R.I.P., McKenzie Lowe. Unfortunately, Stanislaw Burzynski was no more able to save you than anyone else, his claims of great success treating pediatric brain tumors notwithstanding: HUDSON — Thirteen-year-old Hudson resident McKenzie Lowe died Friday evening after a 2-year-battle against an aggressive and inoperable brain stem tumor. McKenzie died at 10:27 p.m. in her own […]
Annabelle Potts was a girl with the deadly brain cancer known as diffuse intrinsic pontine glioma (DIPG) whose family was victimized by quacks. Unfortunately, that’s not how the media is reporting it. As is frequently the case, Annabelle’s story is being presented as one of triumph, and the quacks who treated her as legitimate experimental therapy.
Earlier this week, I wrote about the tragic story of Demi Knight, and 11-year-old girl in the UK with medulloblastoma with only a few months to live. I wondered how cancer quack Stanislaw Burzynski could still be taking advantage of such patients in 2018. Here, I note the role of the press.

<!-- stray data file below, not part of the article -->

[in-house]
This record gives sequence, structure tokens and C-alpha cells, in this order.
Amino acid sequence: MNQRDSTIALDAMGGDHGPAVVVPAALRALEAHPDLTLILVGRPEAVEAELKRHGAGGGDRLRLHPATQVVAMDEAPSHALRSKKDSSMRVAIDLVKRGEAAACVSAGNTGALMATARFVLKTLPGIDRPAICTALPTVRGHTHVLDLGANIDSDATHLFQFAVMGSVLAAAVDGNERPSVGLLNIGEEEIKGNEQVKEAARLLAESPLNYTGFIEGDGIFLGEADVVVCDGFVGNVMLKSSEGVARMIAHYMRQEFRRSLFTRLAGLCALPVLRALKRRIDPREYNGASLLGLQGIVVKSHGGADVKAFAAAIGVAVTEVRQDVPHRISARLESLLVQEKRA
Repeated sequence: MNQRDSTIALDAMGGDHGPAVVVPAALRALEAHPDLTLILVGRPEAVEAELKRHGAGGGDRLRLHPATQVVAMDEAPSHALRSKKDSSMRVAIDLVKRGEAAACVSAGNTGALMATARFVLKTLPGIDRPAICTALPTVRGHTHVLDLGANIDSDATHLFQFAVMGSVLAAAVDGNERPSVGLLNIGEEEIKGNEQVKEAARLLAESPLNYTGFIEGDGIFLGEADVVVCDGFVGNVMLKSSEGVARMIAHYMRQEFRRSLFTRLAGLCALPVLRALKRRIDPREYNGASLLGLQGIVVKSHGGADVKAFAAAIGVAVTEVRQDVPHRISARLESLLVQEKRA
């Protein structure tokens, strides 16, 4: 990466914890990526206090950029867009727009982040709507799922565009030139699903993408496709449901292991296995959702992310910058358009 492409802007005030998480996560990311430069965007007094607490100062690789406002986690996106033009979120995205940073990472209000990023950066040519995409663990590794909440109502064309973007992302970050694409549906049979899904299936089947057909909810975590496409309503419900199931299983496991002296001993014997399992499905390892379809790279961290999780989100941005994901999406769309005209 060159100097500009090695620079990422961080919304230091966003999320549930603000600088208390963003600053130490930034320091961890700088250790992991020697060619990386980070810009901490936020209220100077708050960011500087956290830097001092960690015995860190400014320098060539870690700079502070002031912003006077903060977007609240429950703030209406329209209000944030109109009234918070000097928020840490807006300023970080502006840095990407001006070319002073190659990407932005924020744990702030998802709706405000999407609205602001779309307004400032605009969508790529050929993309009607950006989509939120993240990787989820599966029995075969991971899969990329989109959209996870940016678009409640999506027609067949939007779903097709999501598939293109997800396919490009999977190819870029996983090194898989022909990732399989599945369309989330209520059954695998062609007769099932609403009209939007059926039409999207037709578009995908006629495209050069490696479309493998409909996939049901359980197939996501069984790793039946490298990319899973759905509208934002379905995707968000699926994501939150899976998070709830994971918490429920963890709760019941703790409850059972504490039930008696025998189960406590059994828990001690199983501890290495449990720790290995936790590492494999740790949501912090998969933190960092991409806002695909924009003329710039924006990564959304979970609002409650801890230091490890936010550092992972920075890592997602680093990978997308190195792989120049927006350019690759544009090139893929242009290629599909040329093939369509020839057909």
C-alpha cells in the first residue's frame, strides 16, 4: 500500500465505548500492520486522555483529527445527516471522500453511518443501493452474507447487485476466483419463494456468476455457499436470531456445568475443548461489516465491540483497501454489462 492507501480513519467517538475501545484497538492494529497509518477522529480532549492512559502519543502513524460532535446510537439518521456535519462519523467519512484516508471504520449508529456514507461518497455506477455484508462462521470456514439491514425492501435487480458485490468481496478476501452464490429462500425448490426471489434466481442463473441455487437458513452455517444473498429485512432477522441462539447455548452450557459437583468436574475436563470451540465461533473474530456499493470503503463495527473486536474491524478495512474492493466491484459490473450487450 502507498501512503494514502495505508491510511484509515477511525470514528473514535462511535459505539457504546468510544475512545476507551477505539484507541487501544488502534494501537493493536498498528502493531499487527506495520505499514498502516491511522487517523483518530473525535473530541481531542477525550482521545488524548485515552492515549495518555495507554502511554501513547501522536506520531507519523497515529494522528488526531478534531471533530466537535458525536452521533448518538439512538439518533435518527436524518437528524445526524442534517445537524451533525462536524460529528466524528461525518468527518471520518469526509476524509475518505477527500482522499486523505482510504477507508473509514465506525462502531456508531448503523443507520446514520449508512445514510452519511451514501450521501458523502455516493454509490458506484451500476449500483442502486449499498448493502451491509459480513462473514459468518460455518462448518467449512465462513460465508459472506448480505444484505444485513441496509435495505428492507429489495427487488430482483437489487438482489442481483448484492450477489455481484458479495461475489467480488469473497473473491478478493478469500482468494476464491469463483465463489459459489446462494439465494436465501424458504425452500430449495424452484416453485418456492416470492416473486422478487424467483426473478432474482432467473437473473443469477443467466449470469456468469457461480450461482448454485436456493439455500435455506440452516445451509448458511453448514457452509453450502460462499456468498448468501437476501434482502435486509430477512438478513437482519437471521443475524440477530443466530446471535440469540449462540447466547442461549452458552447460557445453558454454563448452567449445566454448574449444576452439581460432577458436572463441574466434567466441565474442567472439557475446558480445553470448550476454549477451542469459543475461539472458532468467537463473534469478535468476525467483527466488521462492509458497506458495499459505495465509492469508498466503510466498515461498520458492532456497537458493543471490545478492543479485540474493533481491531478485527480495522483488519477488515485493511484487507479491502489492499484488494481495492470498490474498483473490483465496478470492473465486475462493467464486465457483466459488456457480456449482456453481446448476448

In the 1970s, young polish expat and cancer researcher Dr. Stanislaw Burzynski thought he had found a cure for many incurable cancers. He dubbed it antineoplastons (ANPs_. Unfortunately, he left the path of science and started treating patients before he had evidence that ANPs work. Four decades later, without ever having published compelling evidence for anticancer efficacy of ANPs, he’s still luring desperate patients to his clinic. Now he’s set to branch out to quack clinics in Mexico. Why can’t the law stop him?
With the rise of quack stem cell clinics, there has been a rise of crowdfunding campaigns to assist patients in paying for expensive stem cell treatments of unproven efficacy. Unfortunately, as a recent study shows, these crowdfunding campaigns nearly always oversell efficacy and ignore potential risks of the treatments, while making powerful emotional appeals.